According to ILR TF website http://riverlinks.nic.in/taskforce.asp, there are pumped lifts within three link canals requiring 4,000 MWe of dedicated electric power, planned as follows: Ganga-Subarnarekha 60-m, Subarnarekha-Mahanadi 48-m, and Godavari-Krishna 116-m. If any of the pumped lifts between Ganga and Krishna fail to function for any reason whatever (equipment failure, power failure, etc.), the recipient basin will not only not receive water, but there will be severe flooding at the pump input point besides disrupting systemic water flow.
In the Peninsular sub-system (Figure 2), supply to Cauvery is predicated on the reliable and continuous operation of the chain of links to its north, that is, Subarnarekha-Mahanadi-Godavari-Krishna-Pennar-Palar. Suppose, for example, that Krishna-Pennar links Nos. 5 and 6 fail to operate for some reason or are not found feasible and therefore not constructed. In such circumstances, Cauvery at the tail end cannot receive the quantity of water that it is supposed to receive, because farmers of the Pennar basin will certainly interfere with release of water southward since it will directly and immediately reduce water availability to them. Therefore the Peninsular sub-system of ILR cannot function without water donated by the Himalayan sub-system.
The ILR project is a system with multi-dimensional uncertainties and whole volumes of imponderables, that affect not only millions of people alive today but also millions more as yet unborn, who will be willy-nilly affected by the ILR Project, whether they believe that it is a good project or not, whether they oppose it and it gets going despite opposition, or even if they know nothing at all about it. They (especially future generations) are not a party to the ILR project, never having been consulted and becoming “beneficiaries” or “victims” of the project willy-nilly and not by choice. It does not need amplification that if the ILR system should fail, the number of beneficiaries will shrink to negligible numbers (though they also stand to lose in the long run as the economy collapses under the weight of debt) and the number of victims will expand out of all proportion. The ILR project cannot be insured and the victims of failure cannot be identified, and therefore can never be compensated in case of system failure. Though the risk of failure of the ILR project is essentially unassessable, it is clearly immense.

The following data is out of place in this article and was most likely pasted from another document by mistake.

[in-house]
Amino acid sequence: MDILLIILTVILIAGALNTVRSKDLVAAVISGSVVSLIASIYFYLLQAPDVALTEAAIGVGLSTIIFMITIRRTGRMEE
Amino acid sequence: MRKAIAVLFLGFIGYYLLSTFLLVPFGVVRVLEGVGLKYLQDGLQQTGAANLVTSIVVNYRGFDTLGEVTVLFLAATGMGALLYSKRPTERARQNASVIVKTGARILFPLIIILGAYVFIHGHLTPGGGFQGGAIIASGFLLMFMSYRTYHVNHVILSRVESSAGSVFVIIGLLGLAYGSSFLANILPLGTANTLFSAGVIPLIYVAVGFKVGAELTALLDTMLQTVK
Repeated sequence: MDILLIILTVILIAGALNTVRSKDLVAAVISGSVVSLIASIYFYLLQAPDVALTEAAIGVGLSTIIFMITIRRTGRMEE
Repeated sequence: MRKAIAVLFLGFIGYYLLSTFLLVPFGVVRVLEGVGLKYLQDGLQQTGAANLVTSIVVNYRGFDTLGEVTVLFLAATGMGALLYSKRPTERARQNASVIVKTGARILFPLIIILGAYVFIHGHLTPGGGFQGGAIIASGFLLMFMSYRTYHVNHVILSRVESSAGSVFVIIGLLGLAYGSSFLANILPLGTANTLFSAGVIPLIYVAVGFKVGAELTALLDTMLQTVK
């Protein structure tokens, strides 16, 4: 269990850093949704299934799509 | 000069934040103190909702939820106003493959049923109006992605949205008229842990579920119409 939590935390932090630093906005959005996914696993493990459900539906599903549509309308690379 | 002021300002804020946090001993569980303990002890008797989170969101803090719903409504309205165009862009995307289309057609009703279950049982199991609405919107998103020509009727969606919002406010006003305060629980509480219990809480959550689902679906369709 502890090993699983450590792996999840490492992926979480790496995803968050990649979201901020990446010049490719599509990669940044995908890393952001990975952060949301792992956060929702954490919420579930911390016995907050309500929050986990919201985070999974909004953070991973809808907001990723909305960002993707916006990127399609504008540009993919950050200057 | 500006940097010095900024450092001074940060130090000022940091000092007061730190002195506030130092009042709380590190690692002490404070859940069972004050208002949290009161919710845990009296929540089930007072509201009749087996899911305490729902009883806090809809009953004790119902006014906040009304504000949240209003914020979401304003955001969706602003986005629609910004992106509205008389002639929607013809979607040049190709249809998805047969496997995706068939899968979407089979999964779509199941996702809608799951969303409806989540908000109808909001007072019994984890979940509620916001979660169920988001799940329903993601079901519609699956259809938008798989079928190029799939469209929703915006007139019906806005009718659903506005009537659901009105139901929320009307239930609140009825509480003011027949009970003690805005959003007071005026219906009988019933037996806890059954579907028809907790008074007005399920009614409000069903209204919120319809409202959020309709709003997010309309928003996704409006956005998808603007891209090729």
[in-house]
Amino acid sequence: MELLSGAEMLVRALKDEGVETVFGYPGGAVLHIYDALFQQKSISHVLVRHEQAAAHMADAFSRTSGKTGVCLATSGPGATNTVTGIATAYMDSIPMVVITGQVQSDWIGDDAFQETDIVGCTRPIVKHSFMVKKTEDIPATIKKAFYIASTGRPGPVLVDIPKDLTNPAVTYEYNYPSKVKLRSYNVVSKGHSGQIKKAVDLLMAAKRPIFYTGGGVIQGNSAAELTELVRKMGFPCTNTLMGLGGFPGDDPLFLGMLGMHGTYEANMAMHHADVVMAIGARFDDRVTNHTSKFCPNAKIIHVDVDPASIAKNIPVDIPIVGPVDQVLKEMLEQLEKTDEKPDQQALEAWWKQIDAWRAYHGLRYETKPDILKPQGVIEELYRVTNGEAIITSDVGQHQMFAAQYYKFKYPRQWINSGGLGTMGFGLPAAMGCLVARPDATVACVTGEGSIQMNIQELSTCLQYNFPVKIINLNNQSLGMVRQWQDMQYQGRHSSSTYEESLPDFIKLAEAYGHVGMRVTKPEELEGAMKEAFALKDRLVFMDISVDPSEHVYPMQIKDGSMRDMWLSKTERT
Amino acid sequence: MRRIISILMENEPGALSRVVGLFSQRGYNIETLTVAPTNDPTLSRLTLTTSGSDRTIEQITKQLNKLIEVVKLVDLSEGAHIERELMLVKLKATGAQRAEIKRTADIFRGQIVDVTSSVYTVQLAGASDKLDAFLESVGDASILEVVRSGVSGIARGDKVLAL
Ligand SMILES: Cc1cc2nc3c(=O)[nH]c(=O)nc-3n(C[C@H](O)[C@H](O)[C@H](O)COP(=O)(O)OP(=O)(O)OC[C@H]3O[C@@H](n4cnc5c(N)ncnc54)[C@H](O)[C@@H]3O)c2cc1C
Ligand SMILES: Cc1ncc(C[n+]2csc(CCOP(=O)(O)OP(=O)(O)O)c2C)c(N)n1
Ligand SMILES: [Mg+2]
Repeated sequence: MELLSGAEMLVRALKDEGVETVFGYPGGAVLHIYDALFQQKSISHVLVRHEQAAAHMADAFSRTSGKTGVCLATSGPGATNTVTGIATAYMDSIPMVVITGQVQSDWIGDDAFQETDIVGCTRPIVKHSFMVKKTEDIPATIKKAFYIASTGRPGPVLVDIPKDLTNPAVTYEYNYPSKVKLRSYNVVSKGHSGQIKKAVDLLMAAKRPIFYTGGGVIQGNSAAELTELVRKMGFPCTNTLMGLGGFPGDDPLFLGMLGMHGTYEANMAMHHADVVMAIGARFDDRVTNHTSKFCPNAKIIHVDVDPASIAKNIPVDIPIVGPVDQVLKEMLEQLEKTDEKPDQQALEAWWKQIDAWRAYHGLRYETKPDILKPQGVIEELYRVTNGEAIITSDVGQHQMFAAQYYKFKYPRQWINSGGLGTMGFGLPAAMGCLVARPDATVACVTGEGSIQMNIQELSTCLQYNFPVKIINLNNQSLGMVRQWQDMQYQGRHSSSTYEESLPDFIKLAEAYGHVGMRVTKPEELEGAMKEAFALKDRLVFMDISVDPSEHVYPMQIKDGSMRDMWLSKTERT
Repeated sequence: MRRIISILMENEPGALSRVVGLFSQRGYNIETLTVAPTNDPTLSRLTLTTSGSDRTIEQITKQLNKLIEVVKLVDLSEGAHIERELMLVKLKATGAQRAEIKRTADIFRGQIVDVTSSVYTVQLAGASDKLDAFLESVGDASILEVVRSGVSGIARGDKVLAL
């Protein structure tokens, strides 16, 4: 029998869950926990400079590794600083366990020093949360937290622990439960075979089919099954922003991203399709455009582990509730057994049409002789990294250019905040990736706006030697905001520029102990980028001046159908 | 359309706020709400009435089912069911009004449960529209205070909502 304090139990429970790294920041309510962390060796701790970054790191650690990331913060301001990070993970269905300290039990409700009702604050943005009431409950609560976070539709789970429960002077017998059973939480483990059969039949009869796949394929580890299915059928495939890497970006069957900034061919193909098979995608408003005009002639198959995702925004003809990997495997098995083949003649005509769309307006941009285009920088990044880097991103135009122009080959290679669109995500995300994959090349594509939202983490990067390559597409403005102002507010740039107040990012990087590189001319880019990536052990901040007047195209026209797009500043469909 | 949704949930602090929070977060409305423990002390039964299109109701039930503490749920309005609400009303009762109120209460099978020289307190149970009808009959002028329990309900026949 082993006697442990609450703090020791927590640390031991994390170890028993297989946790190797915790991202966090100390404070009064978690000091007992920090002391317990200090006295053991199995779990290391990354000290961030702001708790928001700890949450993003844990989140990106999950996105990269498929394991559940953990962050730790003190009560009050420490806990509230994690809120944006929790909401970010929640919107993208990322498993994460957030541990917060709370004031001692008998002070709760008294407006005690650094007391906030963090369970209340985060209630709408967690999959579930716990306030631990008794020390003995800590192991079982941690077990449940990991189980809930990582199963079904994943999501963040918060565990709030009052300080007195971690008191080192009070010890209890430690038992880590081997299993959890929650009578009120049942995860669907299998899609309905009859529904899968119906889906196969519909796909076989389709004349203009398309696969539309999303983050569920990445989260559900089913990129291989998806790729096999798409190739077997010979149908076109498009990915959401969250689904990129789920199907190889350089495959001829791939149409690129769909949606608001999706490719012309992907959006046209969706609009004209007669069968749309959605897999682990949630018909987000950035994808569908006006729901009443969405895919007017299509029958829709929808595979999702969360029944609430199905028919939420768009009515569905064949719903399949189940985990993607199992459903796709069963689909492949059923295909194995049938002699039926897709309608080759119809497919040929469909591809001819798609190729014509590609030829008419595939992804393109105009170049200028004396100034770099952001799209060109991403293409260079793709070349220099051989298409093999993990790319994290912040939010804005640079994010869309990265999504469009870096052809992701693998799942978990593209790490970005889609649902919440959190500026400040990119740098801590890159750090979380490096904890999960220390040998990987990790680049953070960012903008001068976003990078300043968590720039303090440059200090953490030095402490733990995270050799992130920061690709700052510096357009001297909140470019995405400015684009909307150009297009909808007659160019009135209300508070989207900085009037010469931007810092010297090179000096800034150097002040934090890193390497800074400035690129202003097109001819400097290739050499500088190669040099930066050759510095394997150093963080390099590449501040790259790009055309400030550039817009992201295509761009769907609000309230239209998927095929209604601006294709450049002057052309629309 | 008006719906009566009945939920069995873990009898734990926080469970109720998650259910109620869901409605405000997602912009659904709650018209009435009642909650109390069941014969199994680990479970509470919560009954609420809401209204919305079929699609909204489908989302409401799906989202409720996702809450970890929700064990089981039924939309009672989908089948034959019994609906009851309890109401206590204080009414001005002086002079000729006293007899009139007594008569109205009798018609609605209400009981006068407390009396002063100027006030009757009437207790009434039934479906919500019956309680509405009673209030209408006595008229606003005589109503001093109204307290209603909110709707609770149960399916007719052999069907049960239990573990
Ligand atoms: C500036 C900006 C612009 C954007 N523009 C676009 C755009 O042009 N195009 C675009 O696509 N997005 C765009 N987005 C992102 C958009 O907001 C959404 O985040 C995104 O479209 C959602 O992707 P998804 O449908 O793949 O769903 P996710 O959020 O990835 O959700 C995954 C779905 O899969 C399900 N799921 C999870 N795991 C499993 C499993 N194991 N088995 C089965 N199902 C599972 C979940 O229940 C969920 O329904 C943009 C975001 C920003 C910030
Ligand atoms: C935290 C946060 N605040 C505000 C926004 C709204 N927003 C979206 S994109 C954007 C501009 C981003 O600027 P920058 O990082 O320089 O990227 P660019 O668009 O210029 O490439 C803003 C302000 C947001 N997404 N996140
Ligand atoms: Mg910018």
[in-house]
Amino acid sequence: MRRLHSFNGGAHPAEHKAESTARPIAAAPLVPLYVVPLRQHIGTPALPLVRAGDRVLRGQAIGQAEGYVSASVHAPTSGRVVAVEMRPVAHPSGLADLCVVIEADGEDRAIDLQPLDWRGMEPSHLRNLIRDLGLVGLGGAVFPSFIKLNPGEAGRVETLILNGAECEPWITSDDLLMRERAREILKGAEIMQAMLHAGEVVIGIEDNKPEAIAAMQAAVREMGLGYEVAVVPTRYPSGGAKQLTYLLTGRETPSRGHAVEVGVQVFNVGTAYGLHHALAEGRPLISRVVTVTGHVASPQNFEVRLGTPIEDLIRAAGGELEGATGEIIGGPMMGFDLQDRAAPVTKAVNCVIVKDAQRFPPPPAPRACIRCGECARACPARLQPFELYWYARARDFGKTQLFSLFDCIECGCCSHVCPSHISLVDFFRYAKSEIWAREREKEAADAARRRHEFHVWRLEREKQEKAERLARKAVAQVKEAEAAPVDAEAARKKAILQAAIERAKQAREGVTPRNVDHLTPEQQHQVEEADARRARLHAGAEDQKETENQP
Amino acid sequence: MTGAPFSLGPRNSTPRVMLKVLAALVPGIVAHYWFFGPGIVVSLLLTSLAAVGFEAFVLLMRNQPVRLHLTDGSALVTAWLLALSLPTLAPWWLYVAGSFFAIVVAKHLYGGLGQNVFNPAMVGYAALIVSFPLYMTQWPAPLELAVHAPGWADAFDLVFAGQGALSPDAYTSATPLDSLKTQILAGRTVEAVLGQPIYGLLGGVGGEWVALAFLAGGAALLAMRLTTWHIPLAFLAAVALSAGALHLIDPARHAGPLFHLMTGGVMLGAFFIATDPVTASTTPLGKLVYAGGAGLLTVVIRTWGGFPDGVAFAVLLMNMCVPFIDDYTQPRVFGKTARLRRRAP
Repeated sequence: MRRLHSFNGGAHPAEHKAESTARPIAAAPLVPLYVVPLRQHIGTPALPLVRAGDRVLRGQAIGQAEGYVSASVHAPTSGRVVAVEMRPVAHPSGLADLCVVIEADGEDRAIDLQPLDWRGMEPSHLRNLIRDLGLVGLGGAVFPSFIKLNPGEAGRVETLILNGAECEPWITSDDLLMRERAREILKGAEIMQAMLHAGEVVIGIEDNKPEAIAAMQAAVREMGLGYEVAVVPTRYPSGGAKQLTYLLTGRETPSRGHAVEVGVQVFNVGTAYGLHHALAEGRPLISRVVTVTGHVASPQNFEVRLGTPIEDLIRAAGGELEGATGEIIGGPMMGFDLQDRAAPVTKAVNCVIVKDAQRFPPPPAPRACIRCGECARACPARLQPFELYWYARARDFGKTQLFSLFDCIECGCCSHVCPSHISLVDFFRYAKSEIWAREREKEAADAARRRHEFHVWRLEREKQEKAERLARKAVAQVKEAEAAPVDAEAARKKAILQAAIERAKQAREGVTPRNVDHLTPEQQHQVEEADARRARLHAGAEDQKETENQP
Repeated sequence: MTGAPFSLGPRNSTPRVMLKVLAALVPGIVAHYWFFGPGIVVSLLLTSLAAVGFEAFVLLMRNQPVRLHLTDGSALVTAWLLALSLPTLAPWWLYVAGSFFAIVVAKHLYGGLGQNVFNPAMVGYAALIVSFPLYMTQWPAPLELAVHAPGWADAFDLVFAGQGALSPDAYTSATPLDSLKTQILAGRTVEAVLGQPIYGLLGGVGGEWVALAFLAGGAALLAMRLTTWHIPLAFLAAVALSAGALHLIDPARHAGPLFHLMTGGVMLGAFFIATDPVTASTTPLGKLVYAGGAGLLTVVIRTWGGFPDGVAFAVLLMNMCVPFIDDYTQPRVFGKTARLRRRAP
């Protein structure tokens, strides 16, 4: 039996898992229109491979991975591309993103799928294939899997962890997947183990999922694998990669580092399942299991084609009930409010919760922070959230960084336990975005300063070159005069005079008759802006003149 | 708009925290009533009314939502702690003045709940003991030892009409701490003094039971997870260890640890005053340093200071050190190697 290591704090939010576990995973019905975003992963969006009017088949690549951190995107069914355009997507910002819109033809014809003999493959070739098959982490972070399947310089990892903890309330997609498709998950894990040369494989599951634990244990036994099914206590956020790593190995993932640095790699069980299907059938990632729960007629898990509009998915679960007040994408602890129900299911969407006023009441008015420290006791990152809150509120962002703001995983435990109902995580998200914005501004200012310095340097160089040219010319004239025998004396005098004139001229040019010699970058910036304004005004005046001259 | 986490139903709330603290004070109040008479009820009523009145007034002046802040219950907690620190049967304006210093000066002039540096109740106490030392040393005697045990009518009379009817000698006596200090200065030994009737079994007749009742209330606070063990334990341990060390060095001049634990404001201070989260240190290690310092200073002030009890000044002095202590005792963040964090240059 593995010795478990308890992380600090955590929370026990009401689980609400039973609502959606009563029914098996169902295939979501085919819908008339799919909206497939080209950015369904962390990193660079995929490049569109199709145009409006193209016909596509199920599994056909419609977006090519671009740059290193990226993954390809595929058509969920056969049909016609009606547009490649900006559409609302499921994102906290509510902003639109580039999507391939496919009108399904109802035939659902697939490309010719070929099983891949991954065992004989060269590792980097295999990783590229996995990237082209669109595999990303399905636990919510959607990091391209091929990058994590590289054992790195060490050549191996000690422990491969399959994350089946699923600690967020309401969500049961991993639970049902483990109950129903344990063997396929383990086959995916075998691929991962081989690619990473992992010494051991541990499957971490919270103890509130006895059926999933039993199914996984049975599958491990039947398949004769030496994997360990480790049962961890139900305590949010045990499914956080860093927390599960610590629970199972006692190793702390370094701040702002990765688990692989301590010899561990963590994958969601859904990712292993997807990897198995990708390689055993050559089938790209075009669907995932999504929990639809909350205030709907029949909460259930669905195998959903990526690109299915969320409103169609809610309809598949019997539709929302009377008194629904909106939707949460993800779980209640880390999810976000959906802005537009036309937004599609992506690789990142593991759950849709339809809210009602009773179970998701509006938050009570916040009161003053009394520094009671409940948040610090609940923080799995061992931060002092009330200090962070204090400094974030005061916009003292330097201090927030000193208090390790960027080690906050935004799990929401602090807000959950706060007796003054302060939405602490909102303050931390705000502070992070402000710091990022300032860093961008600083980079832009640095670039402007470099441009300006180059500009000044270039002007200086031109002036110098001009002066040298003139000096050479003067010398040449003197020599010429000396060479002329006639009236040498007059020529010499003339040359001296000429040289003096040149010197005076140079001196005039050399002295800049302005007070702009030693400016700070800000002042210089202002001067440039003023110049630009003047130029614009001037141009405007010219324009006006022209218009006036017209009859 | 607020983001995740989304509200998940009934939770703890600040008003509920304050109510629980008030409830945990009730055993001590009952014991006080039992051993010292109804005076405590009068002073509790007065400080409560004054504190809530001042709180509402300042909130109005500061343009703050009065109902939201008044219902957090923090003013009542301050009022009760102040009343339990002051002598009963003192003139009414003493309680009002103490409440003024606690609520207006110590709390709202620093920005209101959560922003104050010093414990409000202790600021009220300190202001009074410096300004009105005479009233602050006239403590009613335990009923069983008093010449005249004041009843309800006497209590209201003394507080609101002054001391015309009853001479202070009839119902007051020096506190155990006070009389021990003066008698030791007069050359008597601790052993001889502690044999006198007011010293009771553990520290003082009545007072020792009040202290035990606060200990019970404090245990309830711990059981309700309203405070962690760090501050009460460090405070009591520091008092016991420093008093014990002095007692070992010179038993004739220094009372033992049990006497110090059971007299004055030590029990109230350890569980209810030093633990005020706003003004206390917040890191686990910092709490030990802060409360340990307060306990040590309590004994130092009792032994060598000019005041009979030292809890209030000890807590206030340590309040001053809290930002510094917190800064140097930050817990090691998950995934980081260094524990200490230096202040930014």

India has about 4,500 large dams and it is pertinent to mention here that to date, no transparent review of the completed dam projects, each one a system in itself, has been done to verify if it has met the technical and economic performance criteria that were stipulated at the time the projects were designed and sanctioned. This opaque technical-cum-administrative track record, combined with the unwholesome track record of rehabilitation of about 50 million displaced families since 1947 naturally causes any informed and socially sensitive citizen to question the basis and demand a risk assessment of the ILR Project. The risk of failure of the ILR system is of such magnitude and type that no nation, leave alone a poor, developing one like India, can afford to take. The social risk already taken by displacing about 50 million people (since 1950) is manifesting itself in the display of heightened social tensions in both rural and urban contexts in the past several years.
The present position
On February 27, 2012, the Supreme Court directed the Centre to implement the ambitious interlinking of rivers project in a time-bound manner and appointed a high-powered committee for its planning and implementation. In this connection, Mr.Ramaswamy Iyer's comment (“With all due respect, My Lords”; The Hindu; March 2, 2012) is reproduced below: